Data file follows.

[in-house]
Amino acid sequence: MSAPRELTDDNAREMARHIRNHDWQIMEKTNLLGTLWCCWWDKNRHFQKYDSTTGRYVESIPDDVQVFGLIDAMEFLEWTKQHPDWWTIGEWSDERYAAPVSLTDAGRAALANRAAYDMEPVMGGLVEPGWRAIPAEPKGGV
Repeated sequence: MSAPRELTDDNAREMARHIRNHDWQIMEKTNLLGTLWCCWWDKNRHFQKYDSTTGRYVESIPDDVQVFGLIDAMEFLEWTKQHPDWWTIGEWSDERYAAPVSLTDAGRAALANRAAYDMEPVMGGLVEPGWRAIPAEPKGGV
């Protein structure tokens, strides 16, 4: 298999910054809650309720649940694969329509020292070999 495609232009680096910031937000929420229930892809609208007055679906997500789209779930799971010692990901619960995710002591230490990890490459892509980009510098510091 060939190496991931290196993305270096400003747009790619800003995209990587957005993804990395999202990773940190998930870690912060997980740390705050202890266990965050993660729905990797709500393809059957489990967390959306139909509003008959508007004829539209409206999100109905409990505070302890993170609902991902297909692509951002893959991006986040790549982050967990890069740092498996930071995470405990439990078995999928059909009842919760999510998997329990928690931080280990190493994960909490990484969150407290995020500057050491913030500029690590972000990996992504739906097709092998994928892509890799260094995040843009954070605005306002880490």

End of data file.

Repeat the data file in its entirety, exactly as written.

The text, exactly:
[in-house]
Amino acid sequence: MSAPRELTDDNAREMARHIRNHDWQIMEKTNLLGTLWCCWWDKNRHFQKYDSTTGRYVESIPDDVQVFGLIDAMEFLEWTKQHPDWWTIGEWSDERYAAPVSLTDAGRAALANRAAYDMEPVMGGLVEPGWRAIPAEPKGGV
Repeated sequence: MSAPRELTDDNAREMARHIRNHDWQIMEKTNLLGTLWCCWWDKNRHFQKYDSTTGRYVESIPDDVQVFGLIDAMEFLEWTKQHPDWWTIGEWSDERYAAPVSLTDAGRAALANRAAYDMEPVMGGLVEPGWRAIPAEPKGGV
């Protein structure tokens, strides 16, 4: 298999910054809650309720649940694969329509020292070999 495609232009680096910031937000929420229930892809609208007055679906997500789209779930799971010692990901619960995710002591230490990890490459892509980009510098510091 060939190496991931290196993305270096400003747009790619800003995209990587957005993804990395999202990773940190998930870690912060997980740390705050202890266990965050993660729905990797709500393809059957489990967390959306139909509003008959508007004829539209409206999100109905409990505070302890993170609902991902297909692509951002893959991006986040790549982050967990890069740092498996930071995470405990439990078995999928059909009842919760999510998997329990928690931080280990190493994960909490990484969150407290995020500057050491913030500029690590972000990996992504739906097709092998994928892509890799260094995040843009954070605005306002880490």